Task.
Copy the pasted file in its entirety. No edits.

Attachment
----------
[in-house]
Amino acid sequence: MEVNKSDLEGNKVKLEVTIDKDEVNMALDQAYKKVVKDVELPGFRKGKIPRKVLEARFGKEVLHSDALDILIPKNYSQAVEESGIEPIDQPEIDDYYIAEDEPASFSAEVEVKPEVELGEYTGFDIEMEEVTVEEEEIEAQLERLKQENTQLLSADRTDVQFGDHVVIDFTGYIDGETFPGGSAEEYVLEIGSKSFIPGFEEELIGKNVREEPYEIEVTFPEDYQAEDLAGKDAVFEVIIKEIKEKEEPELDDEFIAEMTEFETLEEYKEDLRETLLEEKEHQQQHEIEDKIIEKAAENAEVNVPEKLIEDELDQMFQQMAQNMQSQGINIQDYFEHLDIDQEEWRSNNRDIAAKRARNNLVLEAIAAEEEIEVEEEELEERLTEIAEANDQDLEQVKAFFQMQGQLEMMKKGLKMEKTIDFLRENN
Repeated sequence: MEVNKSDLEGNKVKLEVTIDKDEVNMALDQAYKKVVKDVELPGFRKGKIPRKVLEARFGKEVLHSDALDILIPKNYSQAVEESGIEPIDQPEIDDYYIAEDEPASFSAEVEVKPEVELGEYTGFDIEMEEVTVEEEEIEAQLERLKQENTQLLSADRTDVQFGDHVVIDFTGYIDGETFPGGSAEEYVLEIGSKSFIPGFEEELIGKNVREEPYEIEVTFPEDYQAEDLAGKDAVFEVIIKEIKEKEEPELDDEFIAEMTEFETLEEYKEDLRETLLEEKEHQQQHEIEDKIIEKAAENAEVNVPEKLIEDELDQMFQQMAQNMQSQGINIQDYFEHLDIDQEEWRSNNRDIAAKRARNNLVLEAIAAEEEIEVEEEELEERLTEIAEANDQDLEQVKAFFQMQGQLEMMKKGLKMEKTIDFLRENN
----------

[in-house]
Amino acid sequence: MEVNKSDLEGNKVKLEVTIDKDEVNMALDQAYKKVVKDVELPGFRKGKIPRKVLEARFGKEVLHSDALDILIPKNYSQAVEESGIEPIDQPEIDDYYIAEDEPASFSAEVEVKPEVELGEYTGFDIEMEEVTVEEEEIEAQLERLKQENTQLLSADRTDVQFGDHVVIDFTGYIDGETFPGGSAEEYVLEIGSKSFIPGFEEELIGKNVREEPYEIEVTFPEDYQAEDLAGKDAVFEVIIKEIKEKEEPELDDEFIAEMTEFETLEEYKEDLRETLLEEKEHQQQHEIEDKIIEKAAENAEVNVPEKLIEDELDQMFQQMAQNMQSQGINIQDYFEHLDIDQEEWRSNNRDIAAKRARNNLVLEAIAAEEEIEVEEEELEERLTEIAEANDQDLEQVKAFFQMQGQLEMMKKGLKMEKTIDFLRENN
Repeated sequence: MEVNKSDLEGNKVKLEVTIDKDEVNMALDQAYKKVVKDVELPGFRKGKIPRKVLEARFGKEVLHSDALDILIPKNYSQAVEESGIEPIDQPEIDDYYIAEDEPASFSAEVEVKPEVELGEYTGFDIEMEEVTVEEEEIEAQLERLKQENTQLLSADRTDVQFGDHVVIDFTGYIDGETFPGGSAEEYVLEIGSKSFIPGFEEELIGKNVREEPYEIEVTFPEDYQAEDLAGKDAVFEVIIKEIKEKEEPELDDEFIAEMTEFETLEEYKEDLRETLLEEKEHQQQHEIEDKIIEKAAENAEVNVPEKLIEDELDQMFQQMAQNMQSQGINIQDYFEHLDIDQEEWRSNNRDIAAKRARNNLVLEAIAAEEEIEVEEEELEERLTEIAEANDQDLEQVKAFFQMQGQLEMMKKGLKMEKTIDFLRENN